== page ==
Some history on New John Street West in Hockley at Birmingham in the County of Warwickshire
More information on New John Street West to follow. I probably created the page as I had a link to New John Street West from another page. When building the site it is easier to place links as they crop up rather than go back later on. I realise this is frustrating if you were specifically looking for information on New John Street West. There is information on Birmingham dotted around the website - click here for a suitable starting place.
"Yesterday morning, between ten and eleven o'clock, there occurred in the above locality an accident which shows that the
organ-grinding nuisance may be productive of worse consequences than mere annoyance to the sensitive ear, though in the case of the invalid compelled to
submit to the infliction through inability to leave his chamber, even that is bad enough. At the time mentioned, Mr. Swann, of the Minerva Tavern, Great Hampton
Row, was driving in a light trap down Barr Street West, accompanied his son and daughter, having just started from home for the purpose of collecting some of his
rents. On nearing the end of Barr Street, Mr. Swann perceived a man "grinding" at a street organ in the road, and knowing the character of the animal he
was driving, a spirited little pony, motioned several times to the man to desist; but the latter, not understanding or not heeding the warning, continued his
"music," and the pony taking fright at the sound, dashed at alarming speed into New John Street. Aware that there was no continuous thoroughfare across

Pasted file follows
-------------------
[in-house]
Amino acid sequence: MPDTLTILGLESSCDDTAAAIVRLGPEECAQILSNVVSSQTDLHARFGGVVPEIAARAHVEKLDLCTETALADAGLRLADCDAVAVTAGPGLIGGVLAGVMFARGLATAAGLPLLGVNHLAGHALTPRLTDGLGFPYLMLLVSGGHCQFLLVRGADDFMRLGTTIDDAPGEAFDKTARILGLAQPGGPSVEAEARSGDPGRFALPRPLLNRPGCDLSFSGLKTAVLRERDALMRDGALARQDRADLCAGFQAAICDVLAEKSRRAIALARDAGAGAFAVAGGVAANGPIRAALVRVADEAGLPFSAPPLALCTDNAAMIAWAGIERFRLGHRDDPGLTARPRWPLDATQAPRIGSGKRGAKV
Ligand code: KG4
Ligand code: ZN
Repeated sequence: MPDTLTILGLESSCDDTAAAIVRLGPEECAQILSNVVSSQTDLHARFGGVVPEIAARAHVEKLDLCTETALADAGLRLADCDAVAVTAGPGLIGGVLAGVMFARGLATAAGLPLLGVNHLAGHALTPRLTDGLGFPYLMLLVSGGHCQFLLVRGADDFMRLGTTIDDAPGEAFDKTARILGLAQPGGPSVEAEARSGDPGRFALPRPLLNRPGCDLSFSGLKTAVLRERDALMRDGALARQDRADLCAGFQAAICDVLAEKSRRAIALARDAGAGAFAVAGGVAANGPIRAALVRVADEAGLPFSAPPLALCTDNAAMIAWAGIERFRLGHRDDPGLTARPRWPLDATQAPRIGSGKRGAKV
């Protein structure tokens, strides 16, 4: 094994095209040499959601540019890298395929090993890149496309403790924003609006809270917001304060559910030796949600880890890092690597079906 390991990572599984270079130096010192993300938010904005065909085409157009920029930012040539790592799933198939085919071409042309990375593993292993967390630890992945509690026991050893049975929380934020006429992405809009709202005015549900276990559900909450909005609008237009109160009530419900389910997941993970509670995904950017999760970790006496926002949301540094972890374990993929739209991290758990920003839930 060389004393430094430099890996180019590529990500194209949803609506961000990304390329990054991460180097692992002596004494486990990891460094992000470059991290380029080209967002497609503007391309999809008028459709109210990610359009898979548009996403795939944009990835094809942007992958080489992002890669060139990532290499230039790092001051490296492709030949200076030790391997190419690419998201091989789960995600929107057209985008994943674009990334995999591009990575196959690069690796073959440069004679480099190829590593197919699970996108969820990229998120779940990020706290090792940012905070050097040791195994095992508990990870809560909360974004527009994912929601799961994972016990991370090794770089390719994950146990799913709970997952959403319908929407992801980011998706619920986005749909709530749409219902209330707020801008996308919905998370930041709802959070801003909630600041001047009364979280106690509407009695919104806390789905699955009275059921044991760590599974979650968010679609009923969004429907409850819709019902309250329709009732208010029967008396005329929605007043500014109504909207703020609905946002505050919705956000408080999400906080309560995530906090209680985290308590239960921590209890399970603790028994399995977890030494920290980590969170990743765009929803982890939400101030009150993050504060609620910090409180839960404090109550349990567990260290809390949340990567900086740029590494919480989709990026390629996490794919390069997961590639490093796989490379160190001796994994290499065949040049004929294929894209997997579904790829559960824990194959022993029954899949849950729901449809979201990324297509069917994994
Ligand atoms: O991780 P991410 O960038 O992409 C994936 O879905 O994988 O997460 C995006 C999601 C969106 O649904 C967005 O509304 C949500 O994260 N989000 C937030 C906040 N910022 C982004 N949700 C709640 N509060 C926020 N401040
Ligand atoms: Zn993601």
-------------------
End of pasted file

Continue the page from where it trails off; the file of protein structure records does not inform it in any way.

that Street, Mr. Swann tried to turn the pony along it, but the impetus acquired was too great to be so diverted, and the vehicle being suddenly checked by
coming into contact with the curbstone, its occupants were thrown out the shock. Mr. Swann, who is stout, heavy man, was hurled violently against the window of
a house facing Barr Street, and received some severe injuries on the face from the broken glass, the lower part of the window being completely smashed. His son
escaped with a few contusions, but Miss Swann received a severe bruise on the forehead, and being naturally much alarmed, was in an almost fainting state, but
was recovered by the attentions of some of the bystanders. Neither the pony nor the vehicle received any material injury. Mr. Swann was as soon as possible put
into a cab, and conveyed to the General Hospital, where his wounds were dressed by Mr. Bracey, the house surgeon. He was then taken to his own home and put to
bed, and was shortly afterwards visited by Mr. Chesshire, the family medical adviser, who found that Mr. Swann was very severely bruised about the body, in
addition to the injuries to his head and face. It is not yet known if he has received any internal hurt. It is a providential circumstance that Mr. Swann was
thrown against the window instead of against the house itself, as the result might otherwise have been fatal. The occurrence furnishes a new argument for
abolishing the nuisance caused by street music, which is thus shown to be dangerous as well as annoying."
"Serious Accident in New John Street West"
Birmingham Daily Gazette : September 22nd 1863 Page 2